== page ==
This error has to do with mbuf allocation.
This message can occur when printing large files on a SPARCprinterTM attached to a SPARCstation 2.
Replace the SPARCstation 2 CPU with one that is at the most recent dash level.
An application uses up more and more memory, until all swap space is exhausted.
Third-party software can help identify memory leaks in their applications. If you suspect that you have a memory leak, you can use sar(1) to check on the Kernel Memory Allocation (KMA). Any driver or module that uses KMA resources, but does not specifically return the resources before it exits, can create a memory leak.
For more information on memory leaks, see the section on monitoring system activity in the System Administration Guide, Volume 2. If you are using AnswerBook online documentation, "displaying disk usage" is a good search string. Also, see the section on system resource problems in the NIS+ and FNS Administration Guide.
A message sent on a transport provider was larger than the internal message buffer or some other network limit.
The symbolic name for this error is EMSGSIZE, errno=97.
While trying to mount a file system, the mount(1M) command received a "Device busy" (EBUSY) error code. Several possible reasons are: this /dev/dsk file system is already mounted on a different directory, the busy path name is the working directory of an active process, or the system has exceeded its maximum number of mount points (unlikely).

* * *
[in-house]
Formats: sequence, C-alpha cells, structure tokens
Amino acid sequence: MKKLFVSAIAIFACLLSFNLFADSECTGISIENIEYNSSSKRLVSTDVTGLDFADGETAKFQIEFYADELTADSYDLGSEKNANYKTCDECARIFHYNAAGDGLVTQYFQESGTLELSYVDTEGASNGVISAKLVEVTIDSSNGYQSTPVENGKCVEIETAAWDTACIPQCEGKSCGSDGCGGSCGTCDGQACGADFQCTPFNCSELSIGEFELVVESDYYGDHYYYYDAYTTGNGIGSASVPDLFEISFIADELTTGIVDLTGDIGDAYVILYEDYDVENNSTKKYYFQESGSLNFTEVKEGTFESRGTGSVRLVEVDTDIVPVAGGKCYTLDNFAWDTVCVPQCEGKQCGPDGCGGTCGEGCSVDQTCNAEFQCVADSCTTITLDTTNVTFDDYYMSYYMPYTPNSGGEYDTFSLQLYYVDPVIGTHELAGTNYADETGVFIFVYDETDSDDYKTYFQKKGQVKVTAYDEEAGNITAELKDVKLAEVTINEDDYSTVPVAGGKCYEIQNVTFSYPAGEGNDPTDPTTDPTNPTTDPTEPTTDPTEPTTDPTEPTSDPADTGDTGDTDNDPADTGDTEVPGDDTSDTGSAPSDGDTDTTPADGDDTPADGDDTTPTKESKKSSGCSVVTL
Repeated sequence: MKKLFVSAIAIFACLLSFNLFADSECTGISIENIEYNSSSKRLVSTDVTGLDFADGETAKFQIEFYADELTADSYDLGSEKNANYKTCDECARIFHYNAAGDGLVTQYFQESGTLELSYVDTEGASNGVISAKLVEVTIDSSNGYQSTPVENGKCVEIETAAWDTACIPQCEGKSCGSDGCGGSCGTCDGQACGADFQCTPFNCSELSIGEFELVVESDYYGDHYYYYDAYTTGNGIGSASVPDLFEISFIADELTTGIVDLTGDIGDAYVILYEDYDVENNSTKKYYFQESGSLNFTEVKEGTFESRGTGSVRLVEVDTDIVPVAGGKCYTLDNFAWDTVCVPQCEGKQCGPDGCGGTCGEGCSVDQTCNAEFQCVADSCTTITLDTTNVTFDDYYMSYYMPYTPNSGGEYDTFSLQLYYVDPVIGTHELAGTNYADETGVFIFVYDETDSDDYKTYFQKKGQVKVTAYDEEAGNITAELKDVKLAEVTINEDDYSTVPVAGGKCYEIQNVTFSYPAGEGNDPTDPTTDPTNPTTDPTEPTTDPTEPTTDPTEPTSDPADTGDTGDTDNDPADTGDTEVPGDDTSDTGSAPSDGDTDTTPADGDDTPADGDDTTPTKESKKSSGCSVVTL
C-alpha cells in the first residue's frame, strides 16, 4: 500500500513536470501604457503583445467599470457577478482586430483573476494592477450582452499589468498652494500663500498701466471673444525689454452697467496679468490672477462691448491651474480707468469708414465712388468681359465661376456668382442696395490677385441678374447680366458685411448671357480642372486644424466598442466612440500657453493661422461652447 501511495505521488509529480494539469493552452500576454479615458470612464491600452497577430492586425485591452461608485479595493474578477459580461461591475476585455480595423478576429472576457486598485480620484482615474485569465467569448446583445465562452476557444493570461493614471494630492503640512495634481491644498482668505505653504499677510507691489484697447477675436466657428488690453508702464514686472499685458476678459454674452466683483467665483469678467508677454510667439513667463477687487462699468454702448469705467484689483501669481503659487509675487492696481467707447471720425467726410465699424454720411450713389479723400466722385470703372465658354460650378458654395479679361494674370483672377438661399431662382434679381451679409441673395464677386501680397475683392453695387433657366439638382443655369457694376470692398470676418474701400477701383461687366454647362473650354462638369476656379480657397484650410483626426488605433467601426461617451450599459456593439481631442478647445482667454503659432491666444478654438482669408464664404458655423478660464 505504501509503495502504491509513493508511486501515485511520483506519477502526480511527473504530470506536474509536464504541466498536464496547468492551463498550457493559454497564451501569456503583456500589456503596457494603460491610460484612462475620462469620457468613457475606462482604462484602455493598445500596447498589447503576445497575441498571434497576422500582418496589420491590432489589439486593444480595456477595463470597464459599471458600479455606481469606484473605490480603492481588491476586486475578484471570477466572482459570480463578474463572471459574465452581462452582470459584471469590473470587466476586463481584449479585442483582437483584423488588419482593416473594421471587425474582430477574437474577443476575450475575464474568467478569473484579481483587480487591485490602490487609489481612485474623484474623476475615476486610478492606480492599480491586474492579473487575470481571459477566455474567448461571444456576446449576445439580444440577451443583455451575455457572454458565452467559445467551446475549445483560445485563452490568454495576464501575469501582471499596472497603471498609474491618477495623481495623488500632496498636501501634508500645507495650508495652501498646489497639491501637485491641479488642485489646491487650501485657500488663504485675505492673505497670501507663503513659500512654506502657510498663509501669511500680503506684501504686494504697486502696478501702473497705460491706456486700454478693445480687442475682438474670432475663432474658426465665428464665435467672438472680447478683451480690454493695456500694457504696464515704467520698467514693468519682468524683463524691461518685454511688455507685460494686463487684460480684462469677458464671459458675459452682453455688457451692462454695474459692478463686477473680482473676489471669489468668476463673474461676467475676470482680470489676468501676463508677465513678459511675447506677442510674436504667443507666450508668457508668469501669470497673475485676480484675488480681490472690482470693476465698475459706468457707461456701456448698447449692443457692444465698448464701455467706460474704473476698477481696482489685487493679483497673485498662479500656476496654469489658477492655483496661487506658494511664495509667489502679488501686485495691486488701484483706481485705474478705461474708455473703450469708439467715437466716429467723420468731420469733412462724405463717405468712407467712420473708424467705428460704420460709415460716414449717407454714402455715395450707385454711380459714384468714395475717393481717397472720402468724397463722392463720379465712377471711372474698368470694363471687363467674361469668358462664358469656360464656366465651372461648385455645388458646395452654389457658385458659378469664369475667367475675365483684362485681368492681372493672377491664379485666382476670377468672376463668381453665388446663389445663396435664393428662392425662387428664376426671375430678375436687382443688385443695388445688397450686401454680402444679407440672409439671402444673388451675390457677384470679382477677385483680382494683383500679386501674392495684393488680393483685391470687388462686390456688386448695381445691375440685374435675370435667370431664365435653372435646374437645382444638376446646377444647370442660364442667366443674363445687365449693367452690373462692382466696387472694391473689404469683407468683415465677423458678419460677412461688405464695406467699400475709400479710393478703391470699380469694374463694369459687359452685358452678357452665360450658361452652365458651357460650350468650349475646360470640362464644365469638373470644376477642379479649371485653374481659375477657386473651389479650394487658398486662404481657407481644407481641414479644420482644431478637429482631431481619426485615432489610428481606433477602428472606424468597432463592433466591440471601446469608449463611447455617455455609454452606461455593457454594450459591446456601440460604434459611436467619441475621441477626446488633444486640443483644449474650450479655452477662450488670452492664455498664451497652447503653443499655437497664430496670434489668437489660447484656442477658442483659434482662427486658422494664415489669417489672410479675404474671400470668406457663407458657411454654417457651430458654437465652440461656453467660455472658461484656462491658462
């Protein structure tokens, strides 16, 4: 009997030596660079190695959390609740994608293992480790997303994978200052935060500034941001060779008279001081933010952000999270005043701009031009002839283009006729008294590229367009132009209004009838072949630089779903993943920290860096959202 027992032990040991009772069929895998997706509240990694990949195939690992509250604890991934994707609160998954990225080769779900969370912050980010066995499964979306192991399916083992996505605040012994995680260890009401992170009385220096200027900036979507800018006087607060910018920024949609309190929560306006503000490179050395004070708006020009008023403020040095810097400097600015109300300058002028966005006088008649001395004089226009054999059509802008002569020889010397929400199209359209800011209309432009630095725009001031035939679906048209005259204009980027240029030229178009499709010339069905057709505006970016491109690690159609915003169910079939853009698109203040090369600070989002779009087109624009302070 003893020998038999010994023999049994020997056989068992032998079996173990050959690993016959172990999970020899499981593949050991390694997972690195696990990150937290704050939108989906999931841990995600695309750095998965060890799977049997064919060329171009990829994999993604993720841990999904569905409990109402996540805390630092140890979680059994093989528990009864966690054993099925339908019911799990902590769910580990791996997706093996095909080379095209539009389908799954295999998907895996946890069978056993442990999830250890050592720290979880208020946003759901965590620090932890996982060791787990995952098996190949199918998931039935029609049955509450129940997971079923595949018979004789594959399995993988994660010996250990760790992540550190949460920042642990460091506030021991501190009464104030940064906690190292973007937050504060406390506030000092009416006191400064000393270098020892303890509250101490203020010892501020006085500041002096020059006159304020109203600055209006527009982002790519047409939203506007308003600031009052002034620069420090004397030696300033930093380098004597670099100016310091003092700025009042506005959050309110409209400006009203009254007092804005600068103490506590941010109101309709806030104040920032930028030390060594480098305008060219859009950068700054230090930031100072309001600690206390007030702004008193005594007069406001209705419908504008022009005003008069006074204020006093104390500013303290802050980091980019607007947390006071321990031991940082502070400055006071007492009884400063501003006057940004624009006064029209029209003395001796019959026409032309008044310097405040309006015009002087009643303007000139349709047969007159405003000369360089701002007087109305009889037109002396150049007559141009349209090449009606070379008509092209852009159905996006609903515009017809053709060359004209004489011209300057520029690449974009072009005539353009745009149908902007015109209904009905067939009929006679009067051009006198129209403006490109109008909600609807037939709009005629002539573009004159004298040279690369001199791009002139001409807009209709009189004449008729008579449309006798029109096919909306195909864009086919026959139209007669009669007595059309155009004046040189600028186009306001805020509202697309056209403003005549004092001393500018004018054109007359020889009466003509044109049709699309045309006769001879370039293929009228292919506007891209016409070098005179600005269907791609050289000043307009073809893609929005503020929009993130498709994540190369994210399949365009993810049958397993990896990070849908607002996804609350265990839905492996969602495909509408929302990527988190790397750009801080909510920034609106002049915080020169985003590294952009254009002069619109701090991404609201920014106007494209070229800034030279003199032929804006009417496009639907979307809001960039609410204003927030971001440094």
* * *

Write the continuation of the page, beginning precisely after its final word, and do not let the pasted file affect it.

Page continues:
Run /etc/mount to see if the file system is already mounted. If not, check to see if any shells are active in the busy directory (did the user switch to the directory by using cd(1)?), or if any processes in the ps(1) listing are active in that directory. If the reason for the error message is not obvious, try using a different directory for the mount point.
An existing server did not respond to an NFS mount request, so after retrying a number of times (default 1000), the mount(1M) command has ceased. Nonexistent servers or bad mount points produce different messages.
If the RPC: Program not registered message precedes this one, the requested mount server probably did not share (export) any file systems, so it has no NFS daemons running. Have the superuser on the mount server run share(1M) on the file system, then run /etc/init.d/nfs.server start to begin NFS service.
If the requested mount server is down or slow to respond, check whether the machine needs repair or rebooting.
Someone tried to mount a file system onto the specified directory, but there is no such directory.
If this is the directory name you want, run mkdir(1) to create this directory as a mount point.
The system was unable to mount the file system that was specified because the super block indicates that the file system might be corrupted. This is not an impediment for read-only mounts.
If you do not need to write on this file system, run mount(1M) on it using the -o ro option. Otherwise, do as one of the message continuation lines suggests and run fsck(1M) to correct the file system state and update the super-block.
This error occurs when users try to access remote resources that are not directly accessible.
The symbolic name for this error is EMULTIHOP, errno=74.